CAN TWEETS ON THE TWITTER BE COPYRIGHT PROTECTED ?

CAN TWEETS ON THE TWITTER BE COPYRIGHT PROTECTED ?

During the Covid-19 pandemic, which obliged the whole world community to carry out social distancing, the use of social media can certainly be a solution to still be able to interact with others. One of the social media that is quite attractive to the public is Twitter. Twitter is a free social media service that allows users to send and receive mostly tweets, otherwise known as tweets. Tweets are limited to 280 characters in size, displayed on the author’s Twitter profile page, and forwarded to “followers” and can even be searched on Twitter searches.

On Twitter, users can share posts with pictures, videos, and of course tweets. The tweets of this twitter user also varied in order to answer the questions in the text box, namely “What did you do?” then Twitter users are free to express, tell stories, express opinions, share comedy and even share rhymes or poetry and words of wisdom. Of course, users can comment on other users’ tweets by using the mention command or re-share the tweet by clicking the retweet command so that it can be seen by followers, and followers can do the same. The problem that arises then is, can a tweet on Twitter be categorized as a creation and receive Copyright protection?

Copyright is a creator’s exclusive right that arises automatically given by the state to creators and / or copyright holders of their works and based on Article 1 point 3 of Law Number 28 of 2014 concerning Copyright (Copyright Law) what is meant by creation is “any creative work in the fields of science, art, and literature that is produced on the basis of inspiration, ability, thought, imagination, dexterity, skill or expertise expressed in a tangible form”.

As technology develops, copyright certainly also faces challenges from digital technology, namely regarding law enforcement. According to an Internet posting on blogherald.com by Jonathan Bailey, every time a new communication technology emerges, it shifts the copyright landscape, and new copyright issues that do not fit existing intellectual property (IP) standards arise. For an example tweets on Twitter.

Related to this matter, most of the Intellectual Property experts agree the response should not be an all-or-nothing answer, but rather “it depends.”, but they did answer with the answer “it depends”. Some tweets on twitter can be protected by copyright, but not all tweets on twitter can be protected with copyright. The font limit of just 280 per tweet makes it nearly impossible for it to reach the level of creativity required for copyright protection. Although, currently it has a “Thread” feature which allows its users to write longer tweets, but still not all tweets can be protected by copyright because there are several conditions that must be met.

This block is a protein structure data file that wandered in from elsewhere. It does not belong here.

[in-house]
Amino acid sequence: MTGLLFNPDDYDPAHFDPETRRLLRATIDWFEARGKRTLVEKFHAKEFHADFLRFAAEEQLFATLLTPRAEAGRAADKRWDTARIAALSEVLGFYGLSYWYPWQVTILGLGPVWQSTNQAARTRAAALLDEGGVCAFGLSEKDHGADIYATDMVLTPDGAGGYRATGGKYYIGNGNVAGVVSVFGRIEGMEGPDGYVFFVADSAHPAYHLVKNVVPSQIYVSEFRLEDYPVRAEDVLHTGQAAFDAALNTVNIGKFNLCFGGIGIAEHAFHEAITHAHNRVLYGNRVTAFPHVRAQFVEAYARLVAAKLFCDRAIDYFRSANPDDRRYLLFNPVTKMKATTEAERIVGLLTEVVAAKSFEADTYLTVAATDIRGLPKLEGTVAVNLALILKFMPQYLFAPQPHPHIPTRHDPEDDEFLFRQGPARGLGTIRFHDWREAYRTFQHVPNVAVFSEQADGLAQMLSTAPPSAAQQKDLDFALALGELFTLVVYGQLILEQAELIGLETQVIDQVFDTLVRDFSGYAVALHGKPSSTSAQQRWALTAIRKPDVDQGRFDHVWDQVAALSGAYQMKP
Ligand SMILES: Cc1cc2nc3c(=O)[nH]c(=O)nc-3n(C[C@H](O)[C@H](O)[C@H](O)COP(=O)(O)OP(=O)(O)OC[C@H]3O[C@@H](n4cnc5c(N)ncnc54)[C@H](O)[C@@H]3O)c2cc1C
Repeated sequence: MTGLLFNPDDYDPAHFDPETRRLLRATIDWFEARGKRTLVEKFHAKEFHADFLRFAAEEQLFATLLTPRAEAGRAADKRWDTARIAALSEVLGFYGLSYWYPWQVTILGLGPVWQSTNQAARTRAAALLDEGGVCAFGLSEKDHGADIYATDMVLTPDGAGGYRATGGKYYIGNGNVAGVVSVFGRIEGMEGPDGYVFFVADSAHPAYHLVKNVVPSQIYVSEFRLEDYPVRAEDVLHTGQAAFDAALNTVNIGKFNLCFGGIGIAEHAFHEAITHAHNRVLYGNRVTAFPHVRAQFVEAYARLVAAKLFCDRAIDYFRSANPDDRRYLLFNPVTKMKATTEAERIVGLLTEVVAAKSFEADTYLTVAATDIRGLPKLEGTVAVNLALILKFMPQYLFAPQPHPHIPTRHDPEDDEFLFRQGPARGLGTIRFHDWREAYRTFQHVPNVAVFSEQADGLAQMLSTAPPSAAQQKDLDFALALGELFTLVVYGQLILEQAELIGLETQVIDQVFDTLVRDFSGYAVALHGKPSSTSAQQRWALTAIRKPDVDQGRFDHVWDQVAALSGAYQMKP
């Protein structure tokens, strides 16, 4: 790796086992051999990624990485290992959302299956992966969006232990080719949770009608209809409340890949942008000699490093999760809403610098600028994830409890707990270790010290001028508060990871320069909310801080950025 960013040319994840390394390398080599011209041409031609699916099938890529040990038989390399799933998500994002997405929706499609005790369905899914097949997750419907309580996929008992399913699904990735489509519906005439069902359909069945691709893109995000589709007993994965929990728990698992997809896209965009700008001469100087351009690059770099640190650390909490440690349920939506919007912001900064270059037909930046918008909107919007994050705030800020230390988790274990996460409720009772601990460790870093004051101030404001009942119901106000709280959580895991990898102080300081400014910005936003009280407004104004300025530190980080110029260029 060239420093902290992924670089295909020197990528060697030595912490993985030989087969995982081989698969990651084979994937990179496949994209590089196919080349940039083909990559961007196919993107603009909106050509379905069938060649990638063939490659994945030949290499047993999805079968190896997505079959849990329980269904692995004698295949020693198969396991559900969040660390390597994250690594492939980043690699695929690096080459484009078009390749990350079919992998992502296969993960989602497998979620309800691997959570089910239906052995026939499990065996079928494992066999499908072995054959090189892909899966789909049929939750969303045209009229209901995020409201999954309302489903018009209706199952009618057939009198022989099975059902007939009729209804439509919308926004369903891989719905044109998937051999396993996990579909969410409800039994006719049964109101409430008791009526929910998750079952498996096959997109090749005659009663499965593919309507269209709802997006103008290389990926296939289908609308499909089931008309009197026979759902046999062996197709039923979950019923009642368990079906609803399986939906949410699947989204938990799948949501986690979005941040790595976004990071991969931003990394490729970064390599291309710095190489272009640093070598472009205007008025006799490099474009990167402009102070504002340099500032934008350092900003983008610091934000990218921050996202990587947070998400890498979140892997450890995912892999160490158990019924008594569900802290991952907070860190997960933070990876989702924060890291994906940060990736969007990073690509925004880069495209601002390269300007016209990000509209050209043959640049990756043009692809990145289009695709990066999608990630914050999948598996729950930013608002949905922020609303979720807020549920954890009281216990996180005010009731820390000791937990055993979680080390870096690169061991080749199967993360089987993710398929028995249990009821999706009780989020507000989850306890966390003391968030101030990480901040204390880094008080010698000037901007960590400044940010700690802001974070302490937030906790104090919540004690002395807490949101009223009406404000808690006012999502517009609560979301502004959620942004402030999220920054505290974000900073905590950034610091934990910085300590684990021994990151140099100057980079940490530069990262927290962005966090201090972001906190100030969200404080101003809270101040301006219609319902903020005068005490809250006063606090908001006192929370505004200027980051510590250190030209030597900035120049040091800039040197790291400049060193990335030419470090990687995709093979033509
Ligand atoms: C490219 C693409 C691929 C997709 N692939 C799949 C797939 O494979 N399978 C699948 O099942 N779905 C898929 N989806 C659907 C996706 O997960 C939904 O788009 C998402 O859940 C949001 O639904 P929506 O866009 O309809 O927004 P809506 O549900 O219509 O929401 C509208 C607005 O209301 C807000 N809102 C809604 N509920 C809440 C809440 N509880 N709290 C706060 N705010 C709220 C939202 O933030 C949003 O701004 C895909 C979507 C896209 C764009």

Lawyer Brock Shinen in the article “Twitterlogical, The Misunderstanding of Ownership” states that it focuses on a salient point: facts cannot be copyrighted. And facts are what tweets are mostly about – from talking about the weather, to communicating what one had for dinner the night before, to complaining about the morning traffic. Whether one expresses them in a funny or unique way does not make a difference. However, one cannot then prevent other people from writing about the same fact. Thus, this kind of  tweets cannot be protected by copyright.

Meanwhile, if there is a tweet that contains thoughts made by a scientist, writer or artist who has elements of “intellectual property”. Then the idea is manifested in a real way through a tweet, then the said tweet can be categorized as a creation protected by copyright. As long as the original content is original and not copied from other people, and meets the provisions of the creation as regulated in the Copyright Law.

Thus, what is the form of protection? Twitter already has its own terms which are usually outlined in the “Terms & Conditions”. Twitter’s Terms of Service states that users own the rights to all their content. Twitter also provides a feature to control access to their Twitter account, as well as a feature to control the use of their tweets by other users through the “lock/private account” feature. Users who do not” lock” their tweets, it mean they allowed other Twitter users to also have a license to copy and redistribute the content by “retweeting”

Therefore, it can be seen that a copyrighted work, even if it is only a Twitter tweet, as long as it meets the creation criteria as stipulated in the Copyright Law, then the tweet can be protected by Copyright. Furthermore, if you find a “catchy” tweet, even though the tweet maker did not lock the tweet and you can retweet it, still you should not claim the tweet as your own property or even use it for personal economic purposes without the permission of the writer.

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